Leo Mol was a prominent sculpture and painter in Manitoba. Born in Ukraine in 1915, Mol worked with clay from an early age, his father teaching him. He studied at the Leningrad Academy of Arts and later continued his studies in Berlin and the Hague.

In 1948, Mol and his wife emigrated to Canada and later, in 1949, moved to Winnipeg, where he began working as a ceramic artist, church painter, and stained-glass artist. Over the years, Mol would design and build over eighty stained glass windows for Manitoba churches. Notable churches he worked on were the Westworth United Church in Winnipeg, where you can view the Last Supper scene through the stained glass; and the Sts. Vladimir and Olga Cathedral, where views of Ukrainian history were used in his art. Other churches featuring his work include St. Patrick’s and St. Jude’s Anglican Church, and Shaarey Zedek Synagogue.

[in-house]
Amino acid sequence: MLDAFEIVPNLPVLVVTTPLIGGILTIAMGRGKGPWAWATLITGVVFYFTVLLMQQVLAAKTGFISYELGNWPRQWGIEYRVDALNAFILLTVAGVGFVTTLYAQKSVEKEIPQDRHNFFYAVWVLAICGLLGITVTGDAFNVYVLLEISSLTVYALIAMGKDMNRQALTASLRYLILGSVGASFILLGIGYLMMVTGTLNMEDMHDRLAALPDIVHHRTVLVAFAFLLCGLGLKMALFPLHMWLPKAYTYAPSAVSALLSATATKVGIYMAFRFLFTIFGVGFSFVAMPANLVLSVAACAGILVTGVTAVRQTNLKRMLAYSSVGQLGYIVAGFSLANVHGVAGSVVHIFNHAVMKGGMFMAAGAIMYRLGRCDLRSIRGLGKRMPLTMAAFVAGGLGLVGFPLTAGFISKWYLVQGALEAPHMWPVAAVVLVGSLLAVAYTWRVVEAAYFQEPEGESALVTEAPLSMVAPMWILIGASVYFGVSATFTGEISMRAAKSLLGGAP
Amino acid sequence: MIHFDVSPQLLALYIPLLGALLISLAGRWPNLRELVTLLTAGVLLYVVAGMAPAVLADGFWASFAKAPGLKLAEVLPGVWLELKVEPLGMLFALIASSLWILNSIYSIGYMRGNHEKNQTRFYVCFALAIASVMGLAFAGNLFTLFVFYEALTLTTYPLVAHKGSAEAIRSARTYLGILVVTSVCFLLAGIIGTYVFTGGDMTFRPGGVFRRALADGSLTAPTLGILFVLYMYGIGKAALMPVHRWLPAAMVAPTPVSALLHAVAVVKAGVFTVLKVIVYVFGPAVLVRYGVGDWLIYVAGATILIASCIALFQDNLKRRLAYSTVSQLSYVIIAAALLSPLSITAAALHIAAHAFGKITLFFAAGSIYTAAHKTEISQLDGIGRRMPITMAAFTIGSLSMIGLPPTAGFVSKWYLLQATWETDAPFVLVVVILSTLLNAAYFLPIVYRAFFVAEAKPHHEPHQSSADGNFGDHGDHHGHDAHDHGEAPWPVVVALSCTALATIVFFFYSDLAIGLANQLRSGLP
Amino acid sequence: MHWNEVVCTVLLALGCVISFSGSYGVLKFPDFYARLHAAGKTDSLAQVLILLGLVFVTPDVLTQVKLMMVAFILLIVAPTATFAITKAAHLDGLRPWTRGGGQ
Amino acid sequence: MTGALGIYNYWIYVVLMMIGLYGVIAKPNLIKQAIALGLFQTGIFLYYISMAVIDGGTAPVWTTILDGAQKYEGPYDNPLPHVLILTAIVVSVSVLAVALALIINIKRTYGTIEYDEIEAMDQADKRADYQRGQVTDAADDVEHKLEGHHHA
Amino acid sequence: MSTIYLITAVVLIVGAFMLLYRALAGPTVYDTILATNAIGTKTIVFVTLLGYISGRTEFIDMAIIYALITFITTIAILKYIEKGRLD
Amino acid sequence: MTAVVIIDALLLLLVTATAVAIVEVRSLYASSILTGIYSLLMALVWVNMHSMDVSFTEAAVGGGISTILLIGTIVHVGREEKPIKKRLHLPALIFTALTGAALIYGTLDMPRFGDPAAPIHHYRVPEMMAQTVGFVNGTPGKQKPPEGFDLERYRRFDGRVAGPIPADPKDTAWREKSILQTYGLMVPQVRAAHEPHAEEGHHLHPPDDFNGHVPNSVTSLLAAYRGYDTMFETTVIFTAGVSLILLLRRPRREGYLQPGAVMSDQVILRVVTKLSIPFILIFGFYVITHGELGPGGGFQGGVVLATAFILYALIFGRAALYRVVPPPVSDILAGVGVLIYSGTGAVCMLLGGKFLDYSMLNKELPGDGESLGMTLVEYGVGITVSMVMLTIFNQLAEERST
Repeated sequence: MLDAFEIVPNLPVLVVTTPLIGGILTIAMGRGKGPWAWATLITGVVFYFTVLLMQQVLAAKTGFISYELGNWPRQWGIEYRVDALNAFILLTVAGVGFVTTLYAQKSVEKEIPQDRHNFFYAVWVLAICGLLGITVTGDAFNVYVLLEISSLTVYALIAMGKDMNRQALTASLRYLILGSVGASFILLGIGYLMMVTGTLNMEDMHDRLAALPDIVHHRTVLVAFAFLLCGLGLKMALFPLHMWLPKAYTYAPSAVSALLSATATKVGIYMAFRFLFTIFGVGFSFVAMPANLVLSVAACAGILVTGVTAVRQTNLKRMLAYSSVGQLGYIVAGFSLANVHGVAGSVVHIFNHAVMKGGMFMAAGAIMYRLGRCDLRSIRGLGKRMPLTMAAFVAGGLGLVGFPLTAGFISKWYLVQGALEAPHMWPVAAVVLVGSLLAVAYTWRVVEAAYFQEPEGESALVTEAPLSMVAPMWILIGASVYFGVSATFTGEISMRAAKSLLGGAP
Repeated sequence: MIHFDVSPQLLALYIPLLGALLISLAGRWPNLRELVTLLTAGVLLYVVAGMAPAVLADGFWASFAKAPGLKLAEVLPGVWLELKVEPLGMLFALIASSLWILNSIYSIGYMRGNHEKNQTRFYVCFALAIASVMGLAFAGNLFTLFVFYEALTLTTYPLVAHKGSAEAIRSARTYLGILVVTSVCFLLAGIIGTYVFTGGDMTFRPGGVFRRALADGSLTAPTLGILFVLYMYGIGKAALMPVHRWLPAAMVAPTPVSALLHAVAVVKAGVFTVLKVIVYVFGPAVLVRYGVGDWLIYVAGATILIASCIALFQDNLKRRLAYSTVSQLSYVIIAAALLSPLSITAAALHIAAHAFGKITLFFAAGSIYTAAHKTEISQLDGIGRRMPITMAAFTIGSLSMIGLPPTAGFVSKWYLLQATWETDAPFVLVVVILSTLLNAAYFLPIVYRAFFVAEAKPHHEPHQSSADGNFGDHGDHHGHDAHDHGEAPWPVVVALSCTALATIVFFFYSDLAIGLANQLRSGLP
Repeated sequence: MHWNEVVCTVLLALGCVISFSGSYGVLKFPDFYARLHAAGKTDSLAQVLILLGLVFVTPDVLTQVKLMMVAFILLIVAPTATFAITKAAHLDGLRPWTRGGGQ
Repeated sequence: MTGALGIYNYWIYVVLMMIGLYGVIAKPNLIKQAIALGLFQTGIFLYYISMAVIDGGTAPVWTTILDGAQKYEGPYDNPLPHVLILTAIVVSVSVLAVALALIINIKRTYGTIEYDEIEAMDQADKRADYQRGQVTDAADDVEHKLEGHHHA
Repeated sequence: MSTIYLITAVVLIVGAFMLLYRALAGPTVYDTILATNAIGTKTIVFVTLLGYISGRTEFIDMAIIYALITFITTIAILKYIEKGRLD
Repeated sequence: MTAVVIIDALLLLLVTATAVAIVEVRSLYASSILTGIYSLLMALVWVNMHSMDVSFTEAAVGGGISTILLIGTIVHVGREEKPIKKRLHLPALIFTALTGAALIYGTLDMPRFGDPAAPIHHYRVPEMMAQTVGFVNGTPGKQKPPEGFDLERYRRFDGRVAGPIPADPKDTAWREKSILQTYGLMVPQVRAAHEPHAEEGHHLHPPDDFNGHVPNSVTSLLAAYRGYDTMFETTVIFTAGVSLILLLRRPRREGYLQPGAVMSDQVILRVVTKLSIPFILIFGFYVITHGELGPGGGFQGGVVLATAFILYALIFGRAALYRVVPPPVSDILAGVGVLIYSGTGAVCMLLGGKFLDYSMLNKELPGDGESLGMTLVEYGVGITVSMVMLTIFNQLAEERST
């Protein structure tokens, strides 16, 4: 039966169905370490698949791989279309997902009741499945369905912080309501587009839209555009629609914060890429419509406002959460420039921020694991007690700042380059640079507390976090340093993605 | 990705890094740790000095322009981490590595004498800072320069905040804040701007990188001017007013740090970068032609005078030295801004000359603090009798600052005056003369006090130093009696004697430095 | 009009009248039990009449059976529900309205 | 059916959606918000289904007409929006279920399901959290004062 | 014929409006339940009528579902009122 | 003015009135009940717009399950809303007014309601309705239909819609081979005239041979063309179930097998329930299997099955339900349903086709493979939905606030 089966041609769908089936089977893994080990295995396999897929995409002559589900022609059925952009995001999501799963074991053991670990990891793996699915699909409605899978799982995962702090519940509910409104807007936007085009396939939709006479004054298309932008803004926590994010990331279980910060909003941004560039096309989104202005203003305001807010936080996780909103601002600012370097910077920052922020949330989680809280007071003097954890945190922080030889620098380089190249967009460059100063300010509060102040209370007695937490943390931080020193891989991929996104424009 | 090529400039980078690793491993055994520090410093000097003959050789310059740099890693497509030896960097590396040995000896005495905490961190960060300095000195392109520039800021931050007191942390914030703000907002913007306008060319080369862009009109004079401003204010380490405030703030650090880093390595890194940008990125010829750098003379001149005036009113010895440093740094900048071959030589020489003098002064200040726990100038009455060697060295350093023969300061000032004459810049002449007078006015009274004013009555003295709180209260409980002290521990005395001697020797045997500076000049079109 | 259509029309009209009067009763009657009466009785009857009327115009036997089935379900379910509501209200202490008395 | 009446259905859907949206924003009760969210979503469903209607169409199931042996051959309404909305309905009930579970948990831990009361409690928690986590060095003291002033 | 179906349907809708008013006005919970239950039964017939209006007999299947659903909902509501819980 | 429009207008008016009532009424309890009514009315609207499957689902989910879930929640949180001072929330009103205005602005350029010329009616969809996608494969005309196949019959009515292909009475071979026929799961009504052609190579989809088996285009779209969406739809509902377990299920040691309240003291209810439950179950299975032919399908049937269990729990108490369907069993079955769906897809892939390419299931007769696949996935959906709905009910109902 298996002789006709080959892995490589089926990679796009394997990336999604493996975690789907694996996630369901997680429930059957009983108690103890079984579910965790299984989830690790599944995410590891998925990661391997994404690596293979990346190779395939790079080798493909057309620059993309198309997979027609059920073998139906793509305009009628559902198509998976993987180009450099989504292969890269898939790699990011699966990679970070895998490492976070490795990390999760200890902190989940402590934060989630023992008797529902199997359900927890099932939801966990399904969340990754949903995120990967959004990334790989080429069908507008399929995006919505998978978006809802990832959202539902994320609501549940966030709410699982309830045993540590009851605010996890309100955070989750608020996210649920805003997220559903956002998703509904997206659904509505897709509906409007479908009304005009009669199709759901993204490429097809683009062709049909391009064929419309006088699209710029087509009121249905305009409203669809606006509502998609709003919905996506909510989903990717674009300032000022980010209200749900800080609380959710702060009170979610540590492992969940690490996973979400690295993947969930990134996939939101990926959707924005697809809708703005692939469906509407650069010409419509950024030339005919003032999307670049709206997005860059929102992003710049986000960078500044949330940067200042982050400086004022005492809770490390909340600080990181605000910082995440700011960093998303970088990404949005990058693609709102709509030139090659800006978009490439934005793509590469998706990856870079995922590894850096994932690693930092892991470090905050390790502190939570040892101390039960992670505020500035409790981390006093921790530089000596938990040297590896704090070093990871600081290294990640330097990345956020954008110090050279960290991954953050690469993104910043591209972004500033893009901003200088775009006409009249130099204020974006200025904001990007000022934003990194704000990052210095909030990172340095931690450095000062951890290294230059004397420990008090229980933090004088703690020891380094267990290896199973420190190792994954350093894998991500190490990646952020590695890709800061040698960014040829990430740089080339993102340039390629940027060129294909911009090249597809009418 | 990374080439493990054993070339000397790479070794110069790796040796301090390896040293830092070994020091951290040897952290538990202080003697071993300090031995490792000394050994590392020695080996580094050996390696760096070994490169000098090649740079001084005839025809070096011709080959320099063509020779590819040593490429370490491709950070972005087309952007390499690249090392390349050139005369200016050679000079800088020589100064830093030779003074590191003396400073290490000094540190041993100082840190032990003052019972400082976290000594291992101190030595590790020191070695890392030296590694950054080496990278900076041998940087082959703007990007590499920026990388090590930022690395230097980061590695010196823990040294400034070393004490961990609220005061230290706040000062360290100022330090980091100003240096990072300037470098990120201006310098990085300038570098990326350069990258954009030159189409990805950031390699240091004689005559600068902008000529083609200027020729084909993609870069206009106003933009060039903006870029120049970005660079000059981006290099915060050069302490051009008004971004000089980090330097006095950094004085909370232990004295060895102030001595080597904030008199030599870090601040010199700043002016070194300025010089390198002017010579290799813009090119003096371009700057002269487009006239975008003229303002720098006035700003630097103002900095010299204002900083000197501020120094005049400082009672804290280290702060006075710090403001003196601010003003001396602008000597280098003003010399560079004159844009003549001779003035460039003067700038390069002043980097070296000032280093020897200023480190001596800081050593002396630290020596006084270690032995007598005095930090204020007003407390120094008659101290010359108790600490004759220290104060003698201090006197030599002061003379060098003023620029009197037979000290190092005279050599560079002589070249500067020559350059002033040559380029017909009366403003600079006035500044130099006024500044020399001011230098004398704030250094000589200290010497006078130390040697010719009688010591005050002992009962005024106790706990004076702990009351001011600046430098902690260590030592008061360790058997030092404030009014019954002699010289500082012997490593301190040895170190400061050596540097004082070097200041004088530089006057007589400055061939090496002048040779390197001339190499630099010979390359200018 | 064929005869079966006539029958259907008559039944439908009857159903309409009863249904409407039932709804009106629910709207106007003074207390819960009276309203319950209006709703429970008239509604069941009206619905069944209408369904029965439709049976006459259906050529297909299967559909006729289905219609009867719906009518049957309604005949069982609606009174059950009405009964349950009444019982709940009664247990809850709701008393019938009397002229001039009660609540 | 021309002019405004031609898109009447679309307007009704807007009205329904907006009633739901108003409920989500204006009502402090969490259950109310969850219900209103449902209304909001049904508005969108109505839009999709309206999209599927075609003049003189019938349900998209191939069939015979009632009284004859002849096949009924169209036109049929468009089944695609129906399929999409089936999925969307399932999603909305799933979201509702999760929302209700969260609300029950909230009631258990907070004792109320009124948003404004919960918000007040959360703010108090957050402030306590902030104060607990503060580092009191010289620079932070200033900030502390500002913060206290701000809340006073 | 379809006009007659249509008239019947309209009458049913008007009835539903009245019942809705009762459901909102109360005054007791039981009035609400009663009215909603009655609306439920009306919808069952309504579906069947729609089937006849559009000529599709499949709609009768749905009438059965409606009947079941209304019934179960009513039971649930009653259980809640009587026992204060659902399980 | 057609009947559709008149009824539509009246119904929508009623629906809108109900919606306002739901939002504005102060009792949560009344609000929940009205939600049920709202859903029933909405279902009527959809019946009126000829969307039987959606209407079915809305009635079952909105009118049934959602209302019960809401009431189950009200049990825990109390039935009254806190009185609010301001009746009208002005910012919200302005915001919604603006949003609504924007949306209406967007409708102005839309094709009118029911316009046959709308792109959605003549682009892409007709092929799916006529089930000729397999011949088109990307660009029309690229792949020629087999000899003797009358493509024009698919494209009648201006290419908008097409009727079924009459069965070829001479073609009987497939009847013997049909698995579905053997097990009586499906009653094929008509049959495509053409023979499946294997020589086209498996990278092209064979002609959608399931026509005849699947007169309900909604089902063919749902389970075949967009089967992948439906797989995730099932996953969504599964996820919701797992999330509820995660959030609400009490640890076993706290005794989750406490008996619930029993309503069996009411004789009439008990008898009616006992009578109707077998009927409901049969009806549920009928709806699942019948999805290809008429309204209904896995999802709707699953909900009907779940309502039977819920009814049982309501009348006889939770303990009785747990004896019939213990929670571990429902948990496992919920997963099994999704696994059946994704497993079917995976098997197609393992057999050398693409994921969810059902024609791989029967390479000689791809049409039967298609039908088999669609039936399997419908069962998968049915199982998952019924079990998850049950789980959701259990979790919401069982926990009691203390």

He became prominent as a sculptor, producing bronzes of such subjects as Ukrainian poet Taras Shevchenko, William Stephenson, Tom Lamb, Frank Dojacek, Pope John Paul II, Winston Churchill, Dwight D. Eisenhower, John Diefenbaker, and Queen Elizabeth II. 

Not only was Leo Mol a talented artist, but also considered a role model for Ukrainian Canadians. From the 1970s to the ‘80s, he served on the board of Oseredok, the Ukrainian Cultural and Educational Centre in Winnipeg. In recognition of his many contributions to the arts, Mol was inducted into the Order of Canada (1989), Winnipeg Citizens Hall of Fame (1990), Order of the Buffalo Hunt (1997), and Order of Manitoba (2000). He was given honorary degrees by the University of Winnipeg (1974) and the University of Manitoba (1988).

Experiencing Mol’s detailed and breathtaking murals is something you don’t want to miss out on. The mural expanding from wall to ceiling is not something one gets to experience every day, offering a truly awe-striking sight to take in.

Local Hotspots

Local Hotspots